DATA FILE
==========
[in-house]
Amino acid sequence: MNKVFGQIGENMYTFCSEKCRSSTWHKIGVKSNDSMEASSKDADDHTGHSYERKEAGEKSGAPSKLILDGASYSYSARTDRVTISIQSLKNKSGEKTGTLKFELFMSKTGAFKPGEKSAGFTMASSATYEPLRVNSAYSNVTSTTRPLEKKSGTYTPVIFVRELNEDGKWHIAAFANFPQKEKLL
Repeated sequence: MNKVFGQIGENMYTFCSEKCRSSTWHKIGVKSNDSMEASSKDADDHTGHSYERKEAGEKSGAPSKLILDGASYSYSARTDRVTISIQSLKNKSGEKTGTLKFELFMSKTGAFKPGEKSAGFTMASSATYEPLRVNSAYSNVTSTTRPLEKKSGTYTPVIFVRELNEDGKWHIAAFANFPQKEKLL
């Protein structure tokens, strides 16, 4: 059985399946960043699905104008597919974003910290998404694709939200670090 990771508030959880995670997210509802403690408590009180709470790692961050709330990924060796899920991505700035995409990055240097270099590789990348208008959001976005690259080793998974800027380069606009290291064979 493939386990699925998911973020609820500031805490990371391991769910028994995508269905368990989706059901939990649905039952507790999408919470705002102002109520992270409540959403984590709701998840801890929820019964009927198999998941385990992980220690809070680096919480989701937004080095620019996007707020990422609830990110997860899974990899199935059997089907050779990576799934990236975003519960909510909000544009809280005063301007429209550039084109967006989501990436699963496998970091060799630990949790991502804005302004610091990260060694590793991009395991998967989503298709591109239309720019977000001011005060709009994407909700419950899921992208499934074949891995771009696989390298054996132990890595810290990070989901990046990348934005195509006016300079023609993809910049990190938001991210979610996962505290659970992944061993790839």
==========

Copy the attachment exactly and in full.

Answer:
[in-house]
Amino acid sequence: MNKVFGQIGENMYTFCSEKCRSSTWHKIGVKSNDSMEASSKDADDHTGHSYERKEAGEKSGAPSKLILDGASYSYSARTDRVTISIQSLKNKSGEKTGTLKFELFMSKTGAFKPGEKSAGFTMASSATYEPLRVNSAYSNVTSTTRPLEKKSGTYTPVIFVRELNEDGKWHIAAFANFPQKEKLL
Repeated sequence: MNKVFGQIGENMYTFCSEKCRSSTWHKIGVKSNDSMEASSKDADDHTGHSYERKEAGEKSGAPSKLILDGASYSYSARTDRVTISIQSLKNKSGEKTGTLKFELFMSKTGAFKPGEKSAGFTMASSATYEPLRVNSAYSNVTSTTRPLEKKSGTYTPVIFVRELNEDGKWHIAAFANFPQKEKLL
């Protein structure tokens, strides 16, 4: 059985399946960043699905104008597919974003910290998404694709939200670090 990771508030959880995670997210509802403690408590009180709470790692961050709330990924060796899920991505700035995409990055240097270099590789990348208008959001976005690259080793998974800027380069606009290291064979 493939386990699925998911973020609820500031805490990371391991769910028994995508269905368990989706059901939990649905039952507790999408919470705002102002109520992270409540959403984590709701998840801890929820019964009927198999998941385990992980220690809070680096919480989701937004080095620019996007707020990422609830990110997860899974990899199935059997089907050779990576799934990236975003519960909510909000544009809280005063301007429209550039084109967006989501990436699963496998970091060799630990949790991502804005302004610091990260060694590793991009395991998967989503298709591109239309720019977000001011005060709009994407909700419950899921992208499934074949891995771009696989390298054996132990890595810290990070989901990046990348934005195509006016300079023609993809910049990190938001991210979610996962505290659970992944061993790839």